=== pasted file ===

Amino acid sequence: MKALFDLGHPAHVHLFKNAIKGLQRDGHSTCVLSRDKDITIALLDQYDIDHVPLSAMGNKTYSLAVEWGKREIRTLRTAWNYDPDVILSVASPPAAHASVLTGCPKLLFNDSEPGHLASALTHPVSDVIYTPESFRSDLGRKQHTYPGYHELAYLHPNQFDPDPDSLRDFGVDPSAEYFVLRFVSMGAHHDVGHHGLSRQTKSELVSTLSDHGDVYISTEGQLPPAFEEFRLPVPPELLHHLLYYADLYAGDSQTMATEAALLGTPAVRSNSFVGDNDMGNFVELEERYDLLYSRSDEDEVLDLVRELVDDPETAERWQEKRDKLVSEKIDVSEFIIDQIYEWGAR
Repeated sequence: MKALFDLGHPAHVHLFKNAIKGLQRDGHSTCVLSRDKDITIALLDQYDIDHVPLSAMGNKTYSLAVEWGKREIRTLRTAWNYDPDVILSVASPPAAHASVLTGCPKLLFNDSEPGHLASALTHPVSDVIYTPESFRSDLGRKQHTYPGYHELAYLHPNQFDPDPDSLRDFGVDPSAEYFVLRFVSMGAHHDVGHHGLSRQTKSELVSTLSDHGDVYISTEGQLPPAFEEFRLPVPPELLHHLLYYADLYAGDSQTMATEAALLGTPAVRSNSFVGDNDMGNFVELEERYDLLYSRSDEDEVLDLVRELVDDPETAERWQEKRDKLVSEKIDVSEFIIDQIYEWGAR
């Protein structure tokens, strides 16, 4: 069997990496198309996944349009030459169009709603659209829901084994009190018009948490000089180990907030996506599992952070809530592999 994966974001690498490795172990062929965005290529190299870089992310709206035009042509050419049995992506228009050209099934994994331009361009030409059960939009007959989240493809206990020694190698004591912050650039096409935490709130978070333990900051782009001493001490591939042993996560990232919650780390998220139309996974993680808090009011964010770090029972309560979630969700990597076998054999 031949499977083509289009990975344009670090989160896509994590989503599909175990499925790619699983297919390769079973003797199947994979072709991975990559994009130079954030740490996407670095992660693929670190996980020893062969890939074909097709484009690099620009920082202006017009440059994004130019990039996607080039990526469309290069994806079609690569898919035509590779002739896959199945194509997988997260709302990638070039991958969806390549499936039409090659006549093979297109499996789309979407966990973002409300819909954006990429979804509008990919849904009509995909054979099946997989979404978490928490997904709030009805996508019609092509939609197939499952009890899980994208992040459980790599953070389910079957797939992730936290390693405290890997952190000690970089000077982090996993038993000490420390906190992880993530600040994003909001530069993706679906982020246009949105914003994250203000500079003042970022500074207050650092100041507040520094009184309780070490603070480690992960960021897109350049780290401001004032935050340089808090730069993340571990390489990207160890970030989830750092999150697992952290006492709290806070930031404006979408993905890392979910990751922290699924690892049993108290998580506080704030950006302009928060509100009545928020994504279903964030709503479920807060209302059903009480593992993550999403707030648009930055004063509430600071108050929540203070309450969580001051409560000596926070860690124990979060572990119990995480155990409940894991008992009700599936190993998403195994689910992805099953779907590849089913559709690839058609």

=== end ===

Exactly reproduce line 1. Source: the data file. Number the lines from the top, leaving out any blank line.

Amino acid sequence: MKALFDLGHPAHVHLFKNAIKGLQRDGHSTCVLSRDKDITIALLDQYDIDHVPLSAMGNKTYSLAVEWGKREIRTLRTAWNYDPDVILSVASPPAAHASVLTGCPKLLFNDSEPGHLASALTHPVSDVIYTPESFRSDLGRKQHTYPGYHELAYLHPNQFDPDPDSLRDFGVDPSAEYFVLRFVSMGAHHDVGHHGLSRQTKSELVSTLSDHGDVYISTEGQLPPAFEEFRLPVPPELLHHLLYYADLYAGDSQTMATEAALLGTPAVRSNSFVGDNDMGNFVELEERYDLLYSRSDEDEVLDLVRELVDDPETAERWQEKRDKLVSEKIDVSEFIIDQIYEWGAR